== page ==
As I discussed in my September 2nd Blog Post, the Obama Administration and HUD have placed a heavy emphasis on "place-based" community planning and development as a way to improve low-income communities. This is a strategy to build the capacity of diverse and complimentary local institutions to affect change. The investment focus is on people and place, rather than programs and projects.
As we know, it takes money to make anything like place-based community development happen. So how does that work? My involvement with the North Valley Housing Trust (NVHT) has provided me with a window into the financing aspect. NVHT is based in the City of Chico, California (population 90,000) with a service area of Butte County, California (population 230,000), located about 65 miles north of Sacramento. As such, this effort demonstrates some of the challenges and constraints of financing place-based community development in a small city that is not within a major metro.
Here's some background. Community development financing in California suffered a major blow two years ago when redevelopment agencies were eliminated to address State budget deficits. It could be argued that RDAs took more of a project-oriented approach, rather than place-based. Nonetheless, the impacts on communities across the state have been and will be devastating, especially with regard to the provision of affordable housing. Many cities, such as Chico, relied heavily on RDA funds. At the same time, federal and state housing and community development programs have been severely cut.
NVHT is a local housing trust fund that is attempting to address some of the impacts of recent federal and state budget cuts, while at the same time taking more of a place-based approach. About three years ago, a workgroup composed of representatives from local governments and nonprofits began meeting to develop NVHT's mission, goals and growth strategy. NVHT's purpose is to build a sustainable, locally-controlled fund that is adequately flexible to address the community's greatest housing needs. The workgroup determined that the fund's initial focus should be homelessness.
Three key partnerships provided a solid foundation upon which NVHT could grow: the City of Chico, 3CORE (a local CDFI), and the North Valley Community Foundation (NVCF). The City provided staffing and guidance to get the effort off the ground, as well as a place to convene stakeholders. As a certified Community Development Financial Institution (CDFI), 3CORE leveraged bank relationships and programs such as the State of California COIN network, which offers state tax credits to CDFI investors. As a successful and respected local foundation, NVCF has played the important role of 501c3 fiduciary and grant applicant, and has provided an exposure platform to donors.
Working together, the City, 3CORE and NVCF, along with a broad network of nonprofits, were able to raise $650,000 in COIN investments, and about $20,000 in other contributions. Many of the initial contributions came from participating Workgroup members, since the trust was just establishing itself. Not only were these initial contributions important to get things started, they had the added benefit of deepening Workgroup members' commitment. The COIN Investments and locally-raised funds positioned NVHT to apply for a $500,000 Local Housing Trust Fund Program matching grant from the State of California. On October 28th, NVHT was awarded this grant. NVHT is now moving forward with a strategic outreach plan, and will begin convening its permanent board at the beginning of next year.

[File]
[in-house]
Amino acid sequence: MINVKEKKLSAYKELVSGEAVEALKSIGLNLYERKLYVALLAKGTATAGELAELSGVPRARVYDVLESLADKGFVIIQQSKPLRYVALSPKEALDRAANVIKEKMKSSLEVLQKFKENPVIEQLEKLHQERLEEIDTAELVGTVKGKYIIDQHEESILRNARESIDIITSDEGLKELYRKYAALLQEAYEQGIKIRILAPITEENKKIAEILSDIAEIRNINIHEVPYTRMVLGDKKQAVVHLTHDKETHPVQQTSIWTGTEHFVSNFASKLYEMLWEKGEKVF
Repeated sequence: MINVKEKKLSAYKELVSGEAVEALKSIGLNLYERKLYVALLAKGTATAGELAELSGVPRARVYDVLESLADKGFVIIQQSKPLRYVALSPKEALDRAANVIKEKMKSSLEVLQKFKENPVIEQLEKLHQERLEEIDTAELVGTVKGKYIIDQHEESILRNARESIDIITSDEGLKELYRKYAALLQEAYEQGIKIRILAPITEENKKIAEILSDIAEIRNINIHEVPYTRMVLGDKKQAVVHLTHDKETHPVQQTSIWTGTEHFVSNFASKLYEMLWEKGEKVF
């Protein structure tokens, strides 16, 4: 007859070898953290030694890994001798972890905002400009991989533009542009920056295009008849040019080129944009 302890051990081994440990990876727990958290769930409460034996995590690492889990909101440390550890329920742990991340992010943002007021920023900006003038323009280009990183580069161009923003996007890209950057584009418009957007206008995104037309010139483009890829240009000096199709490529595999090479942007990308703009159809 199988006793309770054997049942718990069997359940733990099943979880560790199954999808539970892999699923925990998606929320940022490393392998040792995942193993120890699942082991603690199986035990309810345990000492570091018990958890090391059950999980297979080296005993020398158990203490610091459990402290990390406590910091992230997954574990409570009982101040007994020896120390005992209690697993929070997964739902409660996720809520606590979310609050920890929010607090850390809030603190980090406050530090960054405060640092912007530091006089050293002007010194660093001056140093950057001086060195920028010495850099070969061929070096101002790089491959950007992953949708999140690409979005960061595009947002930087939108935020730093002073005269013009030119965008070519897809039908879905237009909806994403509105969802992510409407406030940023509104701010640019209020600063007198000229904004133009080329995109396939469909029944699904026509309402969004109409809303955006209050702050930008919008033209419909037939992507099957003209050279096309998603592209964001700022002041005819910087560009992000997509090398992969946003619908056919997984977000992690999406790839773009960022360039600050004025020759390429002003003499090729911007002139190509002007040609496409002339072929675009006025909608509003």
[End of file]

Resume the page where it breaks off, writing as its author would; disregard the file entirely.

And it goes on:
The local housing trust fund is truly a place-based initiative. It is only possible through the commitment of local expertise, experience, partnerships and capital. At the same time, it cannot truly thrive without federal, state and/or regional investment. State programs (COIN and the Local Housing Trust Fund Program) were essential to making it happen, and the federal CDFI program may play a role in the future. This is especially the case for smaller cities and rural areas that attract less attention from CRA lenders and large foundations. Funds raised to date are a drop in the bucket compared to the need, but we have demonstrated that local institutions can step up to the plate and deliver, and that they need more tools in order to have greater impact.
Our next step is to more fully involve local businesses, particularly the health care sector, and the community at large. We plan to use the State grant to produce 4-5 units that will help individuals transition out of homelessness. This will be supplemented by supportive services funded through donations. We will also be working with the local housing authority to potentially provide some targeted rental assistance. Our goal is to demonstrate early success in order to earn greater trust from current and future contributors.
This is a fledgling real-world example of how place-based community development can work in a small city. If you want to see examples of implementing a more expansive vision for place-based community development financing, check out the HUD Secretary's Awards for Public-Philanthropic Partnerships. The website shows how some foundations, businesses and financial institutions are stepping up to play a major role in reshaping neighborhoods. Also see this PD&R Edge article for additional background.